An anchor is a heavy metal device connected to a boat or a ship through a chain. Boaters (or ship controllers) use this anchor to make their boat (or ship) stay at one place. But using an anchor (dropping an anchor) requires proper knowledge and a special skill set. While you can master the skill with practice, here’s the right process you should follow.
Choose the Right Anchoring Spot
Similar to driving on the roads, you can’t simply apply brakes and stop your vehicle anywhere. You need to be careful not to block the traffic and cause any trouble before stopping. That’s what you need to consider while anchoring. The spot you choose should be away from regular sea traffic routes. Moreover, you need to find a place with enough shallowness for the anchor to touch the ground.
Lowering the Anchor
When talking about lowering the anchor, remember that you need to lower it and not drop it. To stop the ship (or boat), you should lower the anchor on the side (not throw) and then drop it till the bottom. After it touches the ground, you can start paying out the appropriate line amount.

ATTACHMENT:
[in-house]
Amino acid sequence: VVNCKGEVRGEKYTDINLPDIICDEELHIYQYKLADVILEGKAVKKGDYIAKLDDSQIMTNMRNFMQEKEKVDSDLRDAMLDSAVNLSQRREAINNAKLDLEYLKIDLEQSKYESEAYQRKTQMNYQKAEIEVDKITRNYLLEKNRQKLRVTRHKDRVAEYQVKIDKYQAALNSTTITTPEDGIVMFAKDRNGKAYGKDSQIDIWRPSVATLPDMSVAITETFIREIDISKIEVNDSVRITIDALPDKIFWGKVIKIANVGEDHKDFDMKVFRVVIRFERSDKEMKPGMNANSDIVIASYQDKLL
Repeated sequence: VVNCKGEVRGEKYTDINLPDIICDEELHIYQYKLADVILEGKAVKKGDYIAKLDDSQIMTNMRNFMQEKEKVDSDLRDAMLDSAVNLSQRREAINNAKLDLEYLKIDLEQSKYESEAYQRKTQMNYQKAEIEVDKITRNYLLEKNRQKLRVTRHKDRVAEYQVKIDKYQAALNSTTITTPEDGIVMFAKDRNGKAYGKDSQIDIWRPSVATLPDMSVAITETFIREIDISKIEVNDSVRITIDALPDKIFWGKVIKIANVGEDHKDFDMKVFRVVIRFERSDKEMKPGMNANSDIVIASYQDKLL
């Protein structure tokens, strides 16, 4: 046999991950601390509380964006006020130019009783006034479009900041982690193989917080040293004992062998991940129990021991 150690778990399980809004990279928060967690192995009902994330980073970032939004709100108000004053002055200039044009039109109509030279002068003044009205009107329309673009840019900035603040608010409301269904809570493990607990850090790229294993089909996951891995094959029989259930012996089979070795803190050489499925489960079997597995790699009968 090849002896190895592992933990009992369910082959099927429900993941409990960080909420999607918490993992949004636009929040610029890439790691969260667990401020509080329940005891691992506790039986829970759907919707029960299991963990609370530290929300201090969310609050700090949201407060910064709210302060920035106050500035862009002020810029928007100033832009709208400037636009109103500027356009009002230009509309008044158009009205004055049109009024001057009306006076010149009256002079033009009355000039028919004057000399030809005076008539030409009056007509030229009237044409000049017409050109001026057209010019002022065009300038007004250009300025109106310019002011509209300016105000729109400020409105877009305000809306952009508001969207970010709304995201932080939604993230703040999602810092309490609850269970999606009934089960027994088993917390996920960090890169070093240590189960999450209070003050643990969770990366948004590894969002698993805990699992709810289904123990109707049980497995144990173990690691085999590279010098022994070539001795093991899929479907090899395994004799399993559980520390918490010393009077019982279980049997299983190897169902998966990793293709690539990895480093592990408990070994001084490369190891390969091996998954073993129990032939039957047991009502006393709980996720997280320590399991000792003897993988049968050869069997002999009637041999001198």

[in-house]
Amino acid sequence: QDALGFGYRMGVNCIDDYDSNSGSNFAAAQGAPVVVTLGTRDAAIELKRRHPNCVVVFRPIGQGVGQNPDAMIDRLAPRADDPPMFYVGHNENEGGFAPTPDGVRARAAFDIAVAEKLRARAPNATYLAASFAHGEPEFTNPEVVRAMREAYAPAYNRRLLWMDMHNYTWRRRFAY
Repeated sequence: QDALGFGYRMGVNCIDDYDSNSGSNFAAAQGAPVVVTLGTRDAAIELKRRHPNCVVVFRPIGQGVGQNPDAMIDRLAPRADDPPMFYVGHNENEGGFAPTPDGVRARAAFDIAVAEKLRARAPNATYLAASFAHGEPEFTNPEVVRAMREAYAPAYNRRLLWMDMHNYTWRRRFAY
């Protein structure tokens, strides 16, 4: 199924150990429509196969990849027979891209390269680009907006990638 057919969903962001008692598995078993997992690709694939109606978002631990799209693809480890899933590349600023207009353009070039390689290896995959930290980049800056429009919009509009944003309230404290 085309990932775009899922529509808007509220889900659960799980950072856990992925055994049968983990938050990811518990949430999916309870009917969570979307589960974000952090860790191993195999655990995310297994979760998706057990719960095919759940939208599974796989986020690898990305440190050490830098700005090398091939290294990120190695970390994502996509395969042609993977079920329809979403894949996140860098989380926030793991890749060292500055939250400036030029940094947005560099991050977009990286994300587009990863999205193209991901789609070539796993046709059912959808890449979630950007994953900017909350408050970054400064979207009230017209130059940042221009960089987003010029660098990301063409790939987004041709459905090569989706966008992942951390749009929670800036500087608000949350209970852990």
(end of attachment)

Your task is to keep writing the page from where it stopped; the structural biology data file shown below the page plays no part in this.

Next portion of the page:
Paying Out the Scope
The anchor holds more if more scope is let out. Ideally, for every foot of depth, a 4-5 feet scope is recommended. This increases to 7 for choppy waters and 10 for windy waters.
Securing and Setting the Anchor
After setting out the required scope, you can start securing the anchor by cleating the line off on a bow cleat. The anchor should be set once it is secured when windy. In calm waters, you can use the boat power for securing the anchor.
Australian boat builders build boats with anchors strong enough to bear different conditions.